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Listen to Ross Sandler & David Schoenbrod discuss Democracy by Decree with Brian Lehrer on WNYC. Recorded on 1-15-03.

Manhattan Institute Book Catalog.

David Schoenbrod
Professor of Law, New York Law School

A pioneer in the field of environmental law, David Schoenbrod was at the forefront of environmental justice, taking on big business. Now, his concern has turned to government officials and public interest advocates exercising government power in ways that evade accountability to voters.

An adjunct scholar at the Cato Institute, a Washington, D.C. libertarian think tank, Professor Schoenbrod frequently contributes to the editorial pages of The Wall Street Journal, The New York Times, and other newspapers and periodicals. Professor Schoenbrod asserts in his scholarship that Congress has in appropriately shifted its responsibility for law-making powers to the regulatory agencies and courts.

As staff attorney for the Natural Resources Defense Council (NRDC) during the 1970s, he successfully led the charge to get lead out of gasoline, dramatically reducing the amount of the brain-damaging contaminant in the air. After seven years with the NRDC, Professor Schoenbrod felt the need to write about the trends he had been finding in practice.

“Many of the environmental statutes that were supposed to be helping people were charades,” he says. “I found I enjoyed the give and take of the classroom, as well as the opportunity to explore in written form the ideas that I had been developing for some time.”

His widely-praised 1993 book, Power Without Responsibility: How Congress Abuses the People Through Delegation, published by Yale University Press, was the genesis for the 1996 Congressional Review of Agency Rule Making Act. In January of 2003, Yale will release a new book, Democracy by Decree: What Happens When Courts Run Government. The book was written by Professor Schoenbrod and his litigation partner at the Natural Resources Defense Council and present colleague at New York Law School, Professor Ross Sandler. Professor Schoenbrod’s other books include, Remedies: Public and Private (West, 2002), now in its third edition. He has also published articles in scholarly journals on environmental law, remedies, and the law and politics of regulation.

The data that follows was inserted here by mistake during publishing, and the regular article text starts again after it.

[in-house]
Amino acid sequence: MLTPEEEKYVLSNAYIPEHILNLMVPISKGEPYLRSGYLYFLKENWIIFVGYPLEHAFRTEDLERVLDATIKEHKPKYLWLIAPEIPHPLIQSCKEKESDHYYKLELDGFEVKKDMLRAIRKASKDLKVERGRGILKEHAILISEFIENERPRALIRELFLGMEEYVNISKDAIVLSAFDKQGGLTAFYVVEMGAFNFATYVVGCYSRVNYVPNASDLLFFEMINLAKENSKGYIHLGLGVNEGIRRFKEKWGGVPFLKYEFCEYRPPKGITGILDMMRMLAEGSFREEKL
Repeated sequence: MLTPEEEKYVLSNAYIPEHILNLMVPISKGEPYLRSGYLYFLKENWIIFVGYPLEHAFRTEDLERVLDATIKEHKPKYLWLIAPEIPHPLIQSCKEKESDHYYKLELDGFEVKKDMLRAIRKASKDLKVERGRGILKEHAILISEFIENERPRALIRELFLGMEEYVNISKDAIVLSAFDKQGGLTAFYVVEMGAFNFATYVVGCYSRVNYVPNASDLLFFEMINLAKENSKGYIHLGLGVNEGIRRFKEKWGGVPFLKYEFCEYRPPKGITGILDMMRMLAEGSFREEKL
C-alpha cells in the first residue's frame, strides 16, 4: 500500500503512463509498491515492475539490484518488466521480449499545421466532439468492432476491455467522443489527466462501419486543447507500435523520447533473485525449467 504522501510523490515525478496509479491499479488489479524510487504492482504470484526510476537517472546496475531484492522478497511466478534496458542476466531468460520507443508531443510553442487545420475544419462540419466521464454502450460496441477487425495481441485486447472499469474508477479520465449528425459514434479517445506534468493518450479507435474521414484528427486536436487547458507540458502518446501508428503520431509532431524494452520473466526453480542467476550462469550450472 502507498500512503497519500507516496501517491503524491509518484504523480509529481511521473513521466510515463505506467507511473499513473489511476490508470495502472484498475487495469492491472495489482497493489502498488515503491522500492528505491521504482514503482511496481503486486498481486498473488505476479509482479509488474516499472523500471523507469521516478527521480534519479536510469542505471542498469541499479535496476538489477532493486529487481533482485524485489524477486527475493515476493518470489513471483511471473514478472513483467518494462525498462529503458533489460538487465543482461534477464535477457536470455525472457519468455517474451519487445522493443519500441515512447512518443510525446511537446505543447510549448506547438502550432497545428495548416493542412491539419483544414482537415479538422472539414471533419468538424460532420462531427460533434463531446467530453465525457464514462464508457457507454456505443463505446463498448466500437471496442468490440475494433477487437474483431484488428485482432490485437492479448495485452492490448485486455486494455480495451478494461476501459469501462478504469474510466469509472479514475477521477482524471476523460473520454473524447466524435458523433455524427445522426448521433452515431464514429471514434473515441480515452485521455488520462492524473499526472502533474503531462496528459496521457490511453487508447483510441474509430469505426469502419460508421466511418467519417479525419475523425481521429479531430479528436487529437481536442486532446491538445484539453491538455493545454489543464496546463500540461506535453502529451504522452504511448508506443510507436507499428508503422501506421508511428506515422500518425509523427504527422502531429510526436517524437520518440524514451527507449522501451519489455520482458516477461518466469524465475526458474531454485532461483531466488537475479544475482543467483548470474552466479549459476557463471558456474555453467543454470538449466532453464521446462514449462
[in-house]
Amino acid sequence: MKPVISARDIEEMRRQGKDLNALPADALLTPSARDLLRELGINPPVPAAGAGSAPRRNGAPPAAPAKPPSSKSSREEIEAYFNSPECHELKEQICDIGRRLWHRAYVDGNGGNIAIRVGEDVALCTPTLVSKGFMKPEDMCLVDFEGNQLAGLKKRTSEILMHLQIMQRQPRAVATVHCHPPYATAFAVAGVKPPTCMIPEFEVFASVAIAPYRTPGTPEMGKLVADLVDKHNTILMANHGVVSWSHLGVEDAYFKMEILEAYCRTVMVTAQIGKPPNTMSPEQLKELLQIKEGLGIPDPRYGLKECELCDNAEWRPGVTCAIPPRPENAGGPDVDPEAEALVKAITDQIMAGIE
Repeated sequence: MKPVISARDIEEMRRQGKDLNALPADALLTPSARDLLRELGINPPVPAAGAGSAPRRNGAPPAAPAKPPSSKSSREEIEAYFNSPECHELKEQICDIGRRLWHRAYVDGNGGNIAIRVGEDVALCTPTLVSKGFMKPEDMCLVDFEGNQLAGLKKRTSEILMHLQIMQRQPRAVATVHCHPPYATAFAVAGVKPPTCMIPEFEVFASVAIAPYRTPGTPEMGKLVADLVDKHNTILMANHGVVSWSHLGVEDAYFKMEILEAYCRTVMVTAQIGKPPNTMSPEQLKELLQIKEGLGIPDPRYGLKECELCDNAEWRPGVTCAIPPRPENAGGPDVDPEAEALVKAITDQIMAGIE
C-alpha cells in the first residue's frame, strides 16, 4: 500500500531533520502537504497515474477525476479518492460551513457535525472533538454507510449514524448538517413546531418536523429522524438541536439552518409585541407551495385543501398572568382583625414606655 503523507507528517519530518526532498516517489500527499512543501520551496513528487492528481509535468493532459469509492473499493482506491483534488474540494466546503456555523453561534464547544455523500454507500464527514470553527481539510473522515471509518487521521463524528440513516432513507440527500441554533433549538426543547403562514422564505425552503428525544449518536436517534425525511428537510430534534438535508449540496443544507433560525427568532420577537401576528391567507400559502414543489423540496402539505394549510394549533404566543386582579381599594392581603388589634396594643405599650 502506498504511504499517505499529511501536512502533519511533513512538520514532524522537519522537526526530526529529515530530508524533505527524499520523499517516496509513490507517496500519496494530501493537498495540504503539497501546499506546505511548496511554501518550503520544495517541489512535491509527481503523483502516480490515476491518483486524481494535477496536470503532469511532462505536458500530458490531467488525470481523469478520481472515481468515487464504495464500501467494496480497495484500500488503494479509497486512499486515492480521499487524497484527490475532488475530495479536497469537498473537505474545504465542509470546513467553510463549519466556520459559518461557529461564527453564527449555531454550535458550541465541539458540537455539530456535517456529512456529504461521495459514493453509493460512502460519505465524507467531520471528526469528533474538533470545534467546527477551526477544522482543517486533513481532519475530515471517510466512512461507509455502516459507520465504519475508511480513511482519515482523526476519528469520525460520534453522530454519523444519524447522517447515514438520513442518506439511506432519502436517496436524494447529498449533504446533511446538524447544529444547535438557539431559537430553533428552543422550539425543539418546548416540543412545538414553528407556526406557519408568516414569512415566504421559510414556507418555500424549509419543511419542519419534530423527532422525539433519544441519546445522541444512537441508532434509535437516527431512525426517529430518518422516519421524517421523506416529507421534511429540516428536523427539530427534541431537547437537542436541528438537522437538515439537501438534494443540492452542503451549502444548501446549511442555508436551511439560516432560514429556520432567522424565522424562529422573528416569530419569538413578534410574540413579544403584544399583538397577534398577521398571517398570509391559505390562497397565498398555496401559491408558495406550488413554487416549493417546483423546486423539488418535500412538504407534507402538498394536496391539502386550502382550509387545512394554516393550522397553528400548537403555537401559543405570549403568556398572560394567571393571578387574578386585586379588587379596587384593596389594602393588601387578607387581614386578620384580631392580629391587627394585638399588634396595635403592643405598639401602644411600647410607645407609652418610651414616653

He began in law practice as Director of Program Development of the Bedford Stuyvesant Restoration Corporation, which had been established by Robert Kennedy. While there, he devised a plan to improve the area’s chronically underserved inner-city.

He then was a staff attorney for the Association of the Bar of the City of New York Committee on Electric Power and the Environment before heading to the NRDC. His academic career includes positions at Yale Law School (1977) and New York University School of Law (1979-82), in addition to his current positions at New York Law School and the Cato Institute.

At the NRDC, Professor Schoenbrod served as codirector of the Council’s Project on Urban Transportation with Professor Sandler. They cowrote “A New Direction in Transit,” a plan to renovate the City’s subway system that was endorsed by all the City’s major newspaper editorial boards and ultimately adopted by the Metropolitan Transportation Authority.